The following table shows PSPRS' actual fiscal year rates of return and what they have earned year-to-date through January 2017. Even though we are in April 2017, the rate of return through January 2017 is the latest information available from PSPRS' meeting notes.  The table also shows the actual prime rate during those fiscal years.  I lowered PSPRS' fiscal 2017 year-to-date rate by 0.52% to account for investment fees:

Fiscal PSPRS Prime
Year Actual Rate
2012 -0.79% 3.25%
2013 10.64% 3.25%
2014 13.28% 3.25%
2015 3.68% 3.25%
2016 0.63% 3.25-3.50%
2017 7.00% 3.50-4.00%

I was interested to see what PSPRS actually earned on my overpayments versus what they would actually pay me in interest if they used the subsection B formula, which is the prime rate plus 1%.     The prime rate was unchanged at 3.25% for seven years between December 2008 until December 2015.  It was raised in December 2015 (3.50%), December 2016 (3.75%), and March 2017 when it reached its current rate of  4.00%. 

For ease of calculation, I broke down each full fiscal year overpayment into 12 equal payments and compounded them monthly at four different interest rates.  For fiscal year 2017, I broke the overpayment into seven equal payments.  Here is what I found:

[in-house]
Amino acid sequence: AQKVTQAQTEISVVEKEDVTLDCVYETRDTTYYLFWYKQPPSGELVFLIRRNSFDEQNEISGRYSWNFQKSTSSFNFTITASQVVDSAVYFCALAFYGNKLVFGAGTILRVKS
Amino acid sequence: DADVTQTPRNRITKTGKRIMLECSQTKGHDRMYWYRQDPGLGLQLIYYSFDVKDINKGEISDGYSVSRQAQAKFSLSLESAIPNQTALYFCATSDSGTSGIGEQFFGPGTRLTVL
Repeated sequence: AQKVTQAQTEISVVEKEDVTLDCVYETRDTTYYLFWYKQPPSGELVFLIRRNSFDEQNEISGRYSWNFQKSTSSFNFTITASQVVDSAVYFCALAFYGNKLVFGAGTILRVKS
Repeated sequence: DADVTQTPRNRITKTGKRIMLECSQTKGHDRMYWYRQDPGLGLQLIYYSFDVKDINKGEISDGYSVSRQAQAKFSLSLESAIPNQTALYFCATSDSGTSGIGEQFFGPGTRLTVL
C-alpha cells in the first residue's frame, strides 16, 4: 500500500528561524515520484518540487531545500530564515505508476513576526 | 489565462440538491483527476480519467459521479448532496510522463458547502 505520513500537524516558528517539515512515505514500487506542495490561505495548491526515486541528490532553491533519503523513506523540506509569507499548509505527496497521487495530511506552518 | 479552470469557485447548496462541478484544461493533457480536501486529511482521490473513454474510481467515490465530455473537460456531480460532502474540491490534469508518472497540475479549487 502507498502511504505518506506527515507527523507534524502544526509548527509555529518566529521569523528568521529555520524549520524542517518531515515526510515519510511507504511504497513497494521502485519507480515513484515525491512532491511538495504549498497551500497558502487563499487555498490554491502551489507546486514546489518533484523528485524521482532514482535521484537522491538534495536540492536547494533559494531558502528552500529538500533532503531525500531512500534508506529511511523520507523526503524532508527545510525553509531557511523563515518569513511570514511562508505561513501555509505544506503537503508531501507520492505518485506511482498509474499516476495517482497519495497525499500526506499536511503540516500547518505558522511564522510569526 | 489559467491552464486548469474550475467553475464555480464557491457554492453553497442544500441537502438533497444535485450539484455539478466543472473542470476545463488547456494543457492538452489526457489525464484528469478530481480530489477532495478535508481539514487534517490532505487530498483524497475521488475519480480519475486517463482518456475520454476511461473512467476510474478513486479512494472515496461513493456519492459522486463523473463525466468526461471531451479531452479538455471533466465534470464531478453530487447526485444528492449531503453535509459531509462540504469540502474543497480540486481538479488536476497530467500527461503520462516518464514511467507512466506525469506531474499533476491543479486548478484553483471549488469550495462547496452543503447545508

Payout Interest
Overpayment  $11,177           - 
PSPRS Actual  $12,869    $1,692
Prime + 1%  $12,487    $1,310
Fixed 5.00%  $12,725    $1,548
Fixed 10.00%  $14,559    $3,382

If we use a strict interpretation of the prime rate plus 1% formula stated in subsection B of A.R.S. 44-1201, this would use the prime rate + 1% in effect at the time of each overpayment.  This would produce an interest payment of $1,310.  If we used the current prime + 1% (5.00%) and fix it retroactively to July 2011, we get an interest payment of $1,548.  As can be seen, both of these interest payments are less than what PSPRS actually earned on the overpayments.  A fixed 10% payment would produce an interest payment much higher than what PSPRS actually earned.  The annualized rate for PSPRS actual returns was approximately 5.42%